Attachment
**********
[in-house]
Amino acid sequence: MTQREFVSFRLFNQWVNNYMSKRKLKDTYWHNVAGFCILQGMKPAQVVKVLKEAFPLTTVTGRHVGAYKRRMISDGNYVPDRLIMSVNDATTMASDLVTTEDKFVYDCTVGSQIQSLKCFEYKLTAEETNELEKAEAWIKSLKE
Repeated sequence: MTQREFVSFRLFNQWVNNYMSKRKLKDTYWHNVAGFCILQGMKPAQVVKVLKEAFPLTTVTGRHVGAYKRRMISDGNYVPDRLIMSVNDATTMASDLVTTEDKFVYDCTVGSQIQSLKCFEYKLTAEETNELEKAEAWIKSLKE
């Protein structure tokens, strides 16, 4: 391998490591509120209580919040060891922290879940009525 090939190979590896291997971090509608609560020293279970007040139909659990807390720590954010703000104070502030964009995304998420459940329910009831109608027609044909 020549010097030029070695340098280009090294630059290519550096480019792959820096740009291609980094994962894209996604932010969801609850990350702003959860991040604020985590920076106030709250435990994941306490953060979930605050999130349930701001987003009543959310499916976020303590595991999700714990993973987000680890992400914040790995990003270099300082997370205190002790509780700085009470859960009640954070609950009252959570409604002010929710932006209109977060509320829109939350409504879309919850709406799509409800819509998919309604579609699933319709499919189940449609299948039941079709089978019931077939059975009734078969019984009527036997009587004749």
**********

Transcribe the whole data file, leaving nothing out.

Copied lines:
[in-house]
Amino acid sequence: MTQREFVSFRLFNQWVNNYMSKRKLKDTYWHNVAGFCILQGMKPAQVVKVLKEAFPLTTVTGRHVGAYKRRMISDGNYVPDRLIMSVNDATTMASDLVTTEDKFVYDCTVGSQIQSLKCFEYKLTAEETNELEKAEAWIKSLKE
Repeated sequence: MTQREFVSFRLFNQWVNNYMSKRKLKDTYWHNVAGFCILQGMKPAQVVKVLKEAFPLTTVTGRHVGAYKRRMISDGNYVPDRLIMSVNDATTMASDLVTTEDKFVYDCTVGSQIQSLKCFEYKLTAEETNELEKAEAWIKSLKE
């Protein structure tokens, strides 16, 4: 391998490591509120209580919040060891922290879940009525 090939190979590896291997971090509608609560020293279970007040139909659990807390720590954010703000104070502030964009995304998420459940329910009831109608027609044909 020549010097030029070695340098280009090294630059290519550096480019792959820096740009291609980094994962894209996604932010969801609850990350702003959860991040604020985590920076106030709250435990994941306490953060979930605050999130349930701001987003009543959310499916976020303590595991999700714990993973987000680890992400914040790995990003270099300082997370205190002790509780700085009470859960009640954070609950009252959570409604002010929710932006209109977060509320829109939350409504879309919850709406799509409800819509998919309604579609699933319709499919189940449609299948039941079709089978019931077939059975009734078969019984009527036997009587004749």